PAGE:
Just days ago, I wrote about the uselessness of Kellogg's announcement that, to help fight the child obesity "epidemic," they would make their cereals healthier -- an effort I believe will have no effect on the eating habits and size of American children.
Now, a report says federal programs, at a cost of over a billion dollars each year, do not convince kids to eat more nutritiously, either. The Associated Press reviewed scientific studies of 57 programs targeting nutrition education, and found that 93% of them failed. Only four showed any success in changing the way kids eat.
One program gave free fruits and vegetables to fifth-graders, but the longer the program continued, the less they ate. Why? They didn't like the taste. Another program rewarded kids who ate fruits and vegetables, but guess what happened when the rewards stopped? So did the consumption of fruits and vegetables. Their eating habits hadn't been changed at all.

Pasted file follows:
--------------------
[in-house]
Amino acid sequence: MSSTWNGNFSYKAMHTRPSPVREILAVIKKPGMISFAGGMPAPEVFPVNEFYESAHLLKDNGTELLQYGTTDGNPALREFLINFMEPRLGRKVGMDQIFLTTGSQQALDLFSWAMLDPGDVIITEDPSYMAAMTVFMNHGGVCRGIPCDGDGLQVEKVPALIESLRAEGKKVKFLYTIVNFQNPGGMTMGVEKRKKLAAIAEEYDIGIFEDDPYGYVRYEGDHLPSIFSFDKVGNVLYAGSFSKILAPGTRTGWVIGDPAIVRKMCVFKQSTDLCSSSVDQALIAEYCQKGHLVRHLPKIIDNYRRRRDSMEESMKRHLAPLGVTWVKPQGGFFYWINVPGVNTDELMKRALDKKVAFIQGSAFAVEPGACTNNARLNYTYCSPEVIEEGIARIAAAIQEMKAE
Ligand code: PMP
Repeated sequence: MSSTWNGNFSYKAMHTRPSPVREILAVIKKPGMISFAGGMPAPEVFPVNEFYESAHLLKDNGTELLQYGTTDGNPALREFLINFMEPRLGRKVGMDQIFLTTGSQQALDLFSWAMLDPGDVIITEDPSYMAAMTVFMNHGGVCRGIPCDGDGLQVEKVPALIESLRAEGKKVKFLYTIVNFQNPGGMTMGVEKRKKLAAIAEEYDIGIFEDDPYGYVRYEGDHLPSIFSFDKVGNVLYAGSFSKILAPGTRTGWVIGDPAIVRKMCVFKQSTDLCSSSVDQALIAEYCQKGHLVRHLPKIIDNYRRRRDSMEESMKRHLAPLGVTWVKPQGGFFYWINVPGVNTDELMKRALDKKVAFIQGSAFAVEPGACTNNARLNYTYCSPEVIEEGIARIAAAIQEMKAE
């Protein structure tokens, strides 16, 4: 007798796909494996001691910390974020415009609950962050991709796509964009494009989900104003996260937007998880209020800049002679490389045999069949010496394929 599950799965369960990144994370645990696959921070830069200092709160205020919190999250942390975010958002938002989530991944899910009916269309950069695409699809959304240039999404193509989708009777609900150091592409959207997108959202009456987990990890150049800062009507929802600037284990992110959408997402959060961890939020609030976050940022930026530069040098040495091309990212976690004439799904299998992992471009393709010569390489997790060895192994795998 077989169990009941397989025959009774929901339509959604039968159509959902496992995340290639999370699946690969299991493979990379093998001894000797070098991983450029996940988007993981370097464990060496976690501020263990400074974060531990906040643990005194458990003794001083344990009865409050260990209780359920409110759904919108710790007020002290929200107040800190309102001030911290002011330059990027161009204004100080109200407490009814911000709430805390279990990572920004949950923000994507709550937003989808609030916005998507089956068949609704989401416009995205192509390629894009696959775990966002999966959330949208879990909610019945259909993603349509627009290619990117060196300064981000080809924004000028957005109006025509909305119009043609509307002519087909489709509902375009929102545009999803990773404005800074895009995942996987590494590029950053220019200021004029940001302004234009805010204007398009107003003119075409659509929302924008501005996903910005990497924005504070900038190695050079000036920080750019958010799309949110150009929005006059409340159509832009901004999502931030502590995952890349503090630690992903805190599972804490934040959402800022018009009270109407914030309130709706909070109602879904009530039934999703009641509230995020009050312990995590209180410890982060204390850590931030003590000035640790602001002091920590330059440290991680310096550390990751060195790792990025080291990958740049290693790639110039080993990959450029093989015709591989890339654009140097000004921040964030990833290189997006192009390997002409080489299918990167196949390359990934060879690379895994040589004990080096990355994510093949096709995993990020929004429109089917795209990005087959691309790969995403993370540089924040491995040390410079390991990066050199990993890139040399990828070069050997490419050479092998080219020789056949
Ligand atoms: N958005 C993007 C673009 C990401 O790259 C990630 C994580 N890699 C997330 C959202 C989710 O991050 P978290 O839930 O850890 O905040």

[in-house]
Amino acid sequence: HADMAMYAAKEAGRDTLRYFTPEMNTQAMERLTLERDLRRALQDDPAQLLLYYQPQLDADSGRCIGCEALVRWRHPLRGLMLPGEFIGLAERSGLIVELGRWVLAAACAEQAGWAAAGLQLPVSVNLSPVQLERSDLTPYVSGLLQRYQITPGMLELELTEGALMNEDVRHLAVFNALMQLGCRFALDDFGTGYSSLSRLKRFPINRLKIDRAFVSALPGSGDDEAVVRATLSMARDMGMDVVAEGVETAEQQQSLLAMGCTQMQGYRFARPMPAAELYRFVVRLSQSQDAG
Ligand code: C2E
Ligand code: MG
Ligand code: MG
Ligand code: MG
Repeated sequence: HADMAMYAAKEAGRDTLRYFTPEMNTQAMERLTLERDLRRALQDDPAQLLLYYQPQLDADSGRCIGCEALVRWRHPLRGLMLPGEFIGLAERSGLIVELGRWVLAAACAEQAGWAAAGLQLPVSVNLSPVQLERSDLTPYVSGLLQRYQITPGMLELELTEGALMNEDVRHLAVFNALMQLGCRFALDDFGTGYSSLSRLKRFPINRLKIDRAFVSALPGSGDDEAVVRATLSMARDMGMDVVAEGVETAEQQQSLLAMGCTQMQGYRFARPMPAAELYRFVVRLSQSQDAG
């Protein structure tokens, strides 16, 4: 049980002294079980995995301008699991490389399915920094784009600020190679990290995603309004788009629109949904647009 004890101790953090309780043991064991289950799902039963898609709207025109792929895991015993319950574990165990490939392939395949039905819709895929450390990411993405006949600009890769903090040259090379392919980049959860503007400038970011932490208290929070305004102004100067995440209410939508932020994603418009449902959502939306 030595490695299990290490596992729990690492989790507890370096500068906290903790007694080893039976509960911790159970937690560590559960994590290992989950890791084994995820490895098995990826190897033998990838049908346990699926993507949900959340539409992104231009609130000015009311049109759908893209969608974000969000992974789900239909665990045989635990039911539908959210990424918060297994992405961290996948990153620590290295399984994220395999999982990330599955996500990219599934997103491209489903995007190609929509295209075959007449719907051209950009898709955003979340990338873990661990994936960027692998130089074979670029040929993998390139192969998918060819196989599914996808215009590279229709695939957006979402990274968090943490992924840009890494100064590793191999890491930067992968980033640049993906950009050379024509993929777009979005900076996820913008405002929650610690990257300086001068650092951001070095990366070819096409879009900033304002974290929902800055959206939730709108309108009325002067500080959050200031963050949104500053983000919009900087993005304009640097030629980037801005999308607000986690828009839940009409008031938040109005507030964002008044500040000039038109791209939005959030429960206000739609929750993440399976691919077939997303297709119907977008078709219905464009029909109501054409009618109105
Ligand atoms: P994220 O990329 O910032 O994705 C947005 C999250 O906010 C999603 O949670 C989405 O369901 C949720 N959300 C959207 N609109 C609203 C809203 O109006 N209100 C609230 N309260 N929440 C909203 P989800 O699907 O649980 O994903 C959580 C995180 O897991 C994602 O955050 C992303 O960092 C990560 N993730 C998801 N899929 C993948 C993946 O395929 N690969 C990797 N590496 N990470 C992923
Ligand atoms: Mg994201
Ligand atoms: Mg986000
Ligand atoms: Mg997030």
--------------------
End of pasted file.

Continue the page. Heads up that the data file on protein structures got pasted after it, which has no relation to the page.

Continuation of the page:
Have none of the people behind these programs ever been a child? Do none of them have children?
What's ironic here is that, while kids aren't changing their eating habits, those intent on affecting behavior still refuse to change their own -- they'll continue to throw good money after bad.
That money, of course, is really your tax dollars in action. And you were going to spend it in the produce aisle this weekend, weren't you?